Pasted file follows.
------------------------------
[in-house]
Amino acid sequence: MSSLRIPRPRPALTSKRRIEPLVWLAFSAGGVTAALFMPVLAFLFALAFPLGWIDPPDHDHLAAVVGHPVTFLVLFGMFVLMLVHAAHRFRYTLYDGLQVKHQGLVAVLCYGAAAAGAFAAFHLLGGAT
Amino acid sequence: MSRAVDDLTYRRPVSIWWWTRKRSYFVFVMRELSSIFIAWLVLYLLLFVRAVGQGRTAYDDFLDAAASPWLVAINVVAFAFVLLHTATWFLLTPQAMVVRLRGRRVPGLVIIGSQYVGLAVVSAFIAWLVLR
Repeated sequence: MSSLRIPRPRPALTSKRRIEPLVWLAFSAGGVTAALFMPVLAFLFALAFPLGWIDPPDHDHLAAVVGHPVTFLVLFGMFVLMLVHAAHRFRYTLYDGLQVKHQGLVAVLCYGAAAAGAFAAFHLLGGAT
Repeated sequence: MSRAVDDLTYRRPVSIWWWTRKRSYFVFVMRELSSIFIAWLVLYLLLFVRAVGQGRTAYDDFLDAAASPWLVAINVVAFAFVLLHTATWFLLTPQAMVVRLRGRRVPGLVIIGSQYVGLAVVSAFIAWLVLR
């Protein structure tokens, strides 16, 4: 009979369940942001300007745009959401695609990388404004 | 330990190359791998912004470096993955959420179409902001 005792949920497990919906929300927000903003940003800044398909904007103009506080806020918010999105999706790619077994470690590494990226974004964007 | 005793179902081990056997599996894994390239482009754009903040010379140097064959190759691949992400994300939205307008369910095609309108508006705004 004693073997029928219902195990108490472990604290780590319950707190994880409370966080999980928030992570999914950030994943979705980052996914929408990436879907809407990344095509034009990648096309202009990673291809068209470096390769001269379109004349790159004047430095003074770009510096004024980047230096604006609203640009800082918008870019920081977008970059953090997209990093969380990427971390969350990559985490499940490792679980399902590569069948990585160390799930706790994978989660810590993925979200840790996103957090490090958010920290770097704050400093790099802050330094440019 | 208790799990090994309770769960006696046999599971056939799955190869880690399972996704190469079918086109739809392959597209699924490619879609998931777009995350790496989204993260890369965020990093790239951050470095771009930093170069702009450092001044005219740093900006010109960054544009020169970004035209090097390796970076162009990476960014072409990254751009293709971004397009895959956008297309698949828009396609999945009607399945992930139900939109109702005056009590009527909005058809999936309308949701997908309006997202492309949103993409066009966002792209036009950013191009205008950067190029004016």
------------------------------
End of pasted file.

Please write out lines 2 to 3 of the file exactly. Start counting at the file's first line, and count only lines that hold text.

Amino acid sequence: MSSLRIPRPRPALTSKRRIEPLVWLAFSAGGVTAALFMPVLAFLFALAFPLGWIDPPDHDHLAAVVGHPVTFLVLFGMFVLMLVHAAHRFRYTLYDGLQVKHQGLVAVLCYGAAAAGAFAAFHLLGGAT
Amino acid sequence: MSRAVDDLTYRRPVSIWWWTRKRSYFVFVMRELSSIFIAWLVLYLLLFVRAVGQGRTAYDDFLDAAASPWLVAINVVAFAFVLLHTATWFLLTPQAMVVRLRGRRVPGLVIIGSQYVGLAVVSAFIAWLVLR